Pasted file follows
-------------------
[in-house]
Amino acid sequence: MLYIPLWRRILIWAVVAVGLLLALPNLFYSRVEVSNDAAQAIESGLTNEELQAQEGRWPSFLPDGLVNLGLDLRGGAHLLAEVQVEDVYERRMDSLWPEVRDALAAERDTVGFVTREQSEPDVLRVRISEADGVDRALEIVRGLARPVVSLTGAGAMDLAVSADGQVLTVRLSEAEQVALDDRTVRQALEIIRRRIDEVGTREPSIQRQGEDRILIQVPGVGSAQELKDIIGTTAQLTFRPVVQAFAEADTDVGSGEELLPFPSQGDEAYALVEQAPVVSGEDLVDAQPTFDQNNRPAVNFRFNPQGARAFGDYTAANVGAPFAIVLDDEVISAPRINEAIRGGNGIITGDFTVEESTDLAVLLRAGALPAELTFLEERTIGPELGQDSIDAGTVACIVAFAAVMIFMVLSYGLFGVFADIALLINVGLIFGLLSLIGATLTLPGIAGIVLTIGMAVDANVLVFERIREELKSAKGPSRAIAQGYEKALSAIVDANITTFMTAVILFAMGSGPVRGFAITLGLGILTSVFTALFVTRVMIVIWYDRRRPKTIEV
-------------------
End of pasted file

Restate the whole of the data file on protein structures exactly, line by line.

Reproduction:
[in-house]
Amino acid sequence: MLYIPLWRRILIWAVVAVGLLLALPNLFYSRVEVSNDAAQAIESGLTNEELQAQEGRWPSFLPDGLVNLGLDLRGGAHLLAEVQVEDVYERRMDSLWPEVRDALAAERDTVGFVTREQSEPDVLRVRISEADGVDRALEIVRGLARPVVSLTGAGAMDLAVSADGQVLTVRLSEAEQVALDDRTVRQALEIIRRRIDEVGTREPSIQRQGEDRILIQVPGVGSAQELKDIIGTTAQLTFRPVVQAFAEADTDVGSGEELLPFPSQGDEAYALVEQAPVVSGEDLVDAQPTFDQNNRPAVNFRFNPQGARAFGDYTAANVGAPFAIVLDDEVISAPRINEAIRGGNGIITGDFTVEESTDLAVLLRAGALPAELTFLEERTIGPELGQDSIDAGTVACIVAFAAVMIFMVLSYGLFGVFADIALLINVGLIFGLLSLIGATLTLPGIAGIVLTIGMAVDANVLVFERIREELKSAKGPSRAIAQGYEKALSAIVDANITTFMTAVILFAMGSGPVRGFAITLGLGILTSVFTALFVTRVMIVIWYDRRRPKTIEV